AFTER 1986: another milestone

After the foundation of GATA (Military Medical Academy) Department of Aerospace Medicine in 1986, the Center was connected to GATA. Aerospace medicine residency training in Turkey started and 8 military physicians became specialist so far, 5 of them are in active duty in the Turkish Armed Forces right now.

In the meantime Turkish Armed Forces Commander decided to buy F-16 aircraft from USA, and to establish a modern Physiological Training Center simultaneously. Then Air Force ordered the devices including Human Centrifuge (G-Lab), Spatial Disorientation Trainer (Gyro-Lab), Ejection Seat Trainer, Night Vision Trainer, Hypobaric Chamber and Hyperbaric Chamber, from ETC, USA. After finishing the construction of the new building next to the Air Force Hospital in Eskisehir, and completing the mounting of new devices, the new center was opened in 1990. Military pilots’ centrifuge, altitude, ejection, disorientation and night vision trainings are carried on this facility. From 1994 until now, physiological training courses were also given to the pilots from Pakistan, Bangladesh, Israel, Jordan, and United Arab Emirates.

In 1994 a panel was held on ‘G Factors on Flight Safety.’ At the same day, with a special ceremony, the auditorium was named after Capt. Fesa Bey, first Turkish pilot; the classroom was named after Dr. Yusuf Balkan, first Turkish flight surgeon; and human centrifuge training room was named after Sabiha Gokcen, first woman pilot of Turkey, first woman war pilot of the world and adopted daughter of Ataturk.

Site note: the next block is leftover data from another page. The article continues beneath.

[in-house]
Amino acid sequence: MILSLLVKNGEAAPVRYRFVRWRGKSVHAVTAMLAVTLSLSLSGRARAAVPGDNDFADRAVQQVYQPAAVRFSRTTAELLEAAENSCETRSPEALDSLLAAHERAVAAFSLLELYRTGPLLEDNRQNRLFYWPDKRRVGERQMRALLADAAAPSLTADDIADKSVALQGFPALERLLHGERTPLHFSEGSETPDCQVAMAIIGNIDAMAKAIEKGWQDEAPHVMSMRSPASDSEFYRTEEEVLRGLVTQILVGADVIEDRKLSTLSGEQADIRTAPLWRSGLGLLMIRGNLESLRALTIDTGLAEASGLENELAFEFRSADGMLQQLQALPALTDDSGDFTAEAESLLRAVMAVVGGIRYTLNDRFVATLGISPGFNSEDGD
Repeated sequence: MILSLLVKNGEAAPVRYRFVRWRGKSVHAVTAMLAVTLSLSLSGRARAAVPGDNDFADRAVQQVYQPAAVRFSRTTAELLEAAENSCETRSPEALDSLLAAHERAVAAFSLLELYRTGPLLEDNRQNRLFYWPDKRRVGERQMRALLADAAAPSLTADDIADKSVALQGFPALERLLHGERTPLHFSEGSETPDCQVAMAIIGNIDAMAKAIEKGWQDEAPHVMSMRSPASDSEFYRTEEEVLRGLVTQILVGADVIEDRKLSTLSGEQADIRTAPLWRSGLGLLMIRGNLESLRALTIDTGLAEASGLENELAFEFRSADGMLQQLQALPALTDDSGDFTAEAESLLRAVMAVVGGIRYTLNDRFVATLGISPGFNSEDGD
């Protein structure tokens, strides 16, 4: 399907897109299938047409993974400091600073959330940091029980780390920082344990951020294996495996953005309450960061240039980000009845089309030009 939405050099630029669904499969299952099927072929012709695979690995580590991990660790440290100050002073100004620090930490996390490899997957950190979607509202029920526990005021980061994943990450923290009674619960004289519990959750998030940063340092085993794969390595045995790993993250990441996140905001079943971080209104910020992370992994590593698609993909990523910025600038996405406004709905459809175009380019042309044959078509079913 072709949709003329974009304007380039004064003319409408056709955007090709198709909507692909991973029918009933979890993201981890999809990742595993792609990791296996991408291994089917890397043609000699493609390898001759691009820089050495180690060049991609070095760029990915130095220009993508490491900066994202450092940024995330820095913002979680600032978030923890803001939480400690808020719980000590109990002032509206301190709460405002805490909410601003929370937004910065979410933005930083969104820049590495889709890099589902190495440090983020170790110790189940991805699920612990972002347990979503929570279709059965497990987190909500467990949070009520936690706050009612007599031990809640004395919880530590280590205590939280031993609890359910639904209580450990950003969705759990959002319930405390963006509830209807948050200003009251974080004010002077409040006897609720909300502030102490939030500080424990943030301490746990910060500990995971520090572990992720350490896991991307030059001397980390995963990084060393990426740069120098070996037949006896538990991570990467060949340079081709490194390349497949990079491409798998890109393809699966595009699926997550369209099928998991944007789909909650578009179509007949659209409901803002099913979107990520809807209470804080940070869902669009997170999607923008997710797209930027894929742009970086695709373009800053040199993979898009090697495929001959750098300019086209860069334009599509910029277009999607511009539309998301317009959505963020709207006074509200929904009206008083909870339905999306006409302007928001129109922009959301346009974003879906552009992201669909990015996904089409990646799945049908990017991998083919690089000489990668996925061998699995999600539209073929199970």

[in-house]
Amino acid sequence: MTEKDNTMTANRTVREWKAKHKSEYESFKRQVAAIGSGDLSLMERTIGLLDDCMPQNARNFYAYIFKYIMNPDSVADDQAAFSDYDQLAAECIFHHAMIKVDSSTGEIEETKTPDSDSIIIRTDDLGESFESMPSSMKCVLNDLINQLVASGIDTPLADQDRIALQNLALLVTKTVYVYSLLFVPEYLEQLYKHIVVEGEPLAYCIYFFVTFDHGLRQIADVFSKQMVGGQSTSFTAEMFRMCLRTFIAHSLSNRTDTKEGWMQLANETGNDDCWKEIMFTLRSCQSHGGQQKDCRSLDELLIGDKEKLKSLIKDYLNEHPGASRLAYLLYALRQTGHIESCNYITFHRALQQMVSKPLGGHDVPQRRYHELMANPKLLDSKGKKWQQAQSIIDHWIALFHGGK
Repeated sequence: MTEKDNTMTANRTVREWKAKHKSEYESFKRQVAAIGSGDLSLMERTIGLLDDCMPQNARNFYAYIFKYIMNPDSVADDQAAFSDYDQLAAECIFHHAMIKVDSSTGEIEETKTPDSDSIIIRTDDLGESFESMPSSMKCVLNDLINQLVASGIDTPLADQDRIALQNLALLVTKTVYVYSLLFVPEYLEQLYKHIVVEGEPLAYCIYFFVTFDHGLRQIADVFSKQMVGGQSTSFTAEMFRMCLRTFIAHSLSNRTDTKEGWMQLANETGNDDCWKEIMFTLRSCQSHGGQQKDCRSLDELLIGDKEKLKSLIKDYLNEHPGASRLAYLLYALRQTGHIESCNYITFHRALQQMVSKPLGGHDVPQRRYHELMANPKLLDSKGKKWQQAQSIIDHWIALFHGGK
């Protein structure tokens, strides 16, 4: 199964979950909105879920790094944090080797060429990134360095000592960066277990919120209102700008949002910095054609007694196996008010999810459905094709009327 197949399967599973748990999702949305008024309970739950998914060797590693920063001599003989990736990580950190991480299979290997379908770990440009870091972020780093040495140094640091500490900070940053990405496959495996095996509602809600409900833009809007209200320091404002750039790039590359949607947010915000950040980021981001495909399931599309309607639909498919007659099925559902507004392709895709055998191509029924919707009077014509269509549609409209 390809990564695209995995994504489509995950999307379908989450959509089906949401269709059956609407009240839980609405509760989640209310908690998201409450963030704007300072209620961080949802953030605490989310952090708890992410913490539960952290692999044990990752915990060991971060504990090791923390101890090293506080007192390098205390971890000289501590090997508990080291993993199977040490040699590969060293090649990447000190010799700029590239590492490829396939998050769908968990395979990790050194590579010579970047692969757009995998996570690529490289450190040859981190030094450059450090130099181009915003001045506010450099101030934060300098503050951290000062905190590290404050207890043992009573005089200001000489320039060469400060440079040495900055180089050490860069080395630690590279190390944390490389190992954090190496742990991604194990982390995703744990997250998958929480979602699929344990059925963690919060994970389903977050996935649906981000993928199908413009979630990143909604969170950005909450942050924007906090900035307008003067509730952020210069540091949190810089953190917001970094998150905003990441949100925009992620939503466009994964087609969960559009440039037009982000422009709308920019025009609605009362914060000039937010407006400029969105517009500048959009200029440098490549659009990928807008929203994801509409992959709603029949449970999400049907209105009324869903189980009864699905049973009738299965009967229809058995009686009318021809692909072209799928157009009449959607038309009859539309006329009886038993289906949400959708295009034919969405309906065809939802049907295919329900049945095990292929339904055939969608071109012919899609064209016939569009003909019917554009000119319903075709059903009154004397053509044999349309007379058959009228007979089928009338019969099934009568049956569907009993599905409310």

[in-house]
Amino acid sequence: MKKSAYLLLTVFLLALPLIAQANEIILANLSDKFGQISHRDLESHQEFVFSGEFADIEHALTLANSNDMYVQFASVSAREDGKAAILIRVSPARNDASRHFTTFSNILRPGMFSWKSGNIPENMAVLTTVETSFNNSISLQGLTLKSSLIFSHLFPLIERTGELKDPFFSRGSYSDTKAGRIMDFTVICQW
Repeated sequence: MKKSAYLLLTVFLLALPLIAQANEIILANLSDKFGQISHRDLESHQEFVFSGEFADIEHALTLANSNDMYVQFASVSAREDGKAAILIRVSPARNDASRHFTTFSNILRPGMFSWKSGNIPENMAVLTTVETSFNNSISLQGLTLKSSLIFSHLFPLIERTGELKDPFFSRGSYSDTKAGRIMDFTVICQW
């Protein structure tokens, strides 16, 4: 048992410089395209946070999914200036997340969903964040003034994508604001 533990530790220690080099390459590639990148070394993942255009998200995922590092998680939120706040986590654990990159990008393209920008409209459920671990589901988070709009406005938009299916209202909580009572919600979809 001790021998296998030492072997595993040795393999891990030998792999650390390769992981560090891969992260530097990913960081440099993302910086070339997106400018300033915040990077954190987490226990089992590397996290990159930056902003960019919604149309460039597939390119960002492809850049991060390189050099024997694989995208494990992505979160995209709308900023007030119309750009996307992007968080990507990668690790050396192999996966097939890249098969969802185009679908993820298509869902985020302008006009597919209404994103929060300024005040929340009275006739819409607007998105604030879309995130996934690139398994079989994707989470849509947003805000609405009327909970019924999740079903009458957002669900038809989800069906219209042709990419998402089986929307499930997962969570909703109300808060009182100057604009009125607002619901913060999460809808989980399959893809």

On 26-28 October 1994, NATO Flight Surgeons Refresher Course was held in the Center, with 17 foreign attendances from Belgium, Canada, Czech Republic, Denmark, Germany, Greece, Portugal, and Spain. As of May the 1st 1995, physiological training given by the center was certified by USAF until 1998, and later extended to 2010.

2000: Turkish Aerospace Medical Association (TAMA)

In 2000, Turkish Aerospace Medical Association (TAMA) founded by a group of flight surgeons retired from Air Force. The Association had 116 members at the end of 2008. Of the 116 members, 34 flight surgeons (4 active duties in Turkish Armed Forces) and 20 AME. The others have passion for flight or aerospace medicine; composed of physicians, dentists, psychologists, nurses and pilots.

As known, aviation medicine studies started in military first, but in today’s world, civil aviation needs more support from medicine. We believe that, all aero medical efforts (from investigations etc.) reduce the accidents related to the human factors. TAMA tries to contribute civil aviation safety on medical issues in Turkey.

The honorary member of TAMA is Dr. Melchor J. Antunano (Director of CAMI).

The motto of USAF SAM ‘Volanti Subvenimus’ (we serve flight), is very beneficial to understand the mission and responsibilities of flight surgeons.